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Things you learn backstage at Future Music Festival

When Future Music Festival kicked off in Brisbane on Saturday, inthemix was naturally there to capture the action as it unfolded. While our foremost goal for the day was to film some (awesome) footage of what was going on for the fans front-of-stage, we also made note of a few highlights from backstage. In the build-up for this weekend’s Sydney, Melbourne and Adelaide events, we’ve decided to share a bit of what goes on behind-the-scenes with Skrillex, Die Antwoord and the DFA crew and reflect on what we’ve learnt.

Skrillex gets around…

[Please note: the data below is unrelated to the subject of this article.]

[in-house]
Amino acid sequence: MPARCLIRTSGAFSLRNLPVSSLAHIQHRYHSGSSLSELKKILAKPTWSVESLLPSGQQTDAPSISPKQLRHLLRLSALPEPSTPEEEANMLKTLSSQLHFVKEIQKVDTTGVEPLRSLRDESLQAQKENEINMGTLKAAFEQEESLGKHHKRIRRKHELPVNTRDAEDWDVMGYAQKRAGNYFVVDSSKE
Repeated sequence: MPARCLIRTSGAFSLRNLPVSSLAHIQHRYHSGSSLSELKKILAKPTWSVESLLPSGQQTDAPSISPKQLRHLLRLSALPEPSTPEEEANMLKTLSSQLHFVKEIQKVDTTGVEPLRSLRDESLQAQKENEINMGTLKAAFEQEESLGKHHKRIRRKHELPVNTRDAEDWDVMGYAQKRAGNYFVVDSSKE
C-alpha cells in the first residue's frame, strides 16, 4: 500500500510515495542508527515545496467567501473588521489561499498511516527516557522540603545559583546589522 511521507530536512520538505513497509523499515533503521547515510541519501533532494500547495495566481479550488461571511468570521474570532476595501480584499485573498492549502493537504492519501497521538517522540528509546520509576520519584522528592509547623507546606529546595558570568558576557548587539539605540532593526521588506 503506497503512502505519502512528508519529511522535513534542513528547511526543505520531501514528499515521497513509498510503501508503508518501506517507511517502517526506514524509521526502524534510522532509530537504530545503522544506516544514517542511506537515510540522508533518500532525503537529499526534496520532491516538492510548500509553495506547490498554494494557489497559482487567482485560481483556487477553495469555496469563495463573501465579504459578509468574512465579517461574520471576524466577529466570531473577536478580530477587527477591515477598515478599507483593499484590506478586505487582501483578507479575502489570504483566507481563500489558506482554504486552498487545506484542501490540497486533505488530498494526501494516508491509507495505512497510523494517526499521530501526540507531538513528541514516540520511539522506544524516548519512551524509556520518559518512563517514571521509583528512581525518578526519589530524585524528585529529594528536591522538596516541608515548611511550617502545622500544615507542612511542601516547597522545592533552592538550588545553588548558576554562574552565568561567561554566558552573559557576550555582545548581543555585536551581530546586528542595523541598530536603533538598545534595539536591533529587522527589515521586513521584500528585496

Despite playing the relatively early time spot of 4pm, Skrillex seemed to have brought the majority of the festival to Las Venus for his performance. While there’s normally nothing like fighting your way through thousands of sweaty fans to understand just how packed a crowd is (we did that too), it’s only from the side-of-stage vantage point that the immensity of the audience became clear: every inch of ground space is filled, people are climbing the bleachers to get in and (so it seems) every single audience member is jumping in-sync to the bass. Also side-of-stage are The Stafford Brothers, who hang towards the back of the set-up, speaking to some of the other congregation assembled for Skrillex’s set. After one final thunderous drop with First of the Year, Skrillex jumps off the podium, collects a packet of Camel cigarettes from a roadie (who’s been waiting with them diligently for the last few songs), fist-pumps and lets out an excited “Woo!” before quickly disappearing into the car that’s waiting behind the stage to collect him.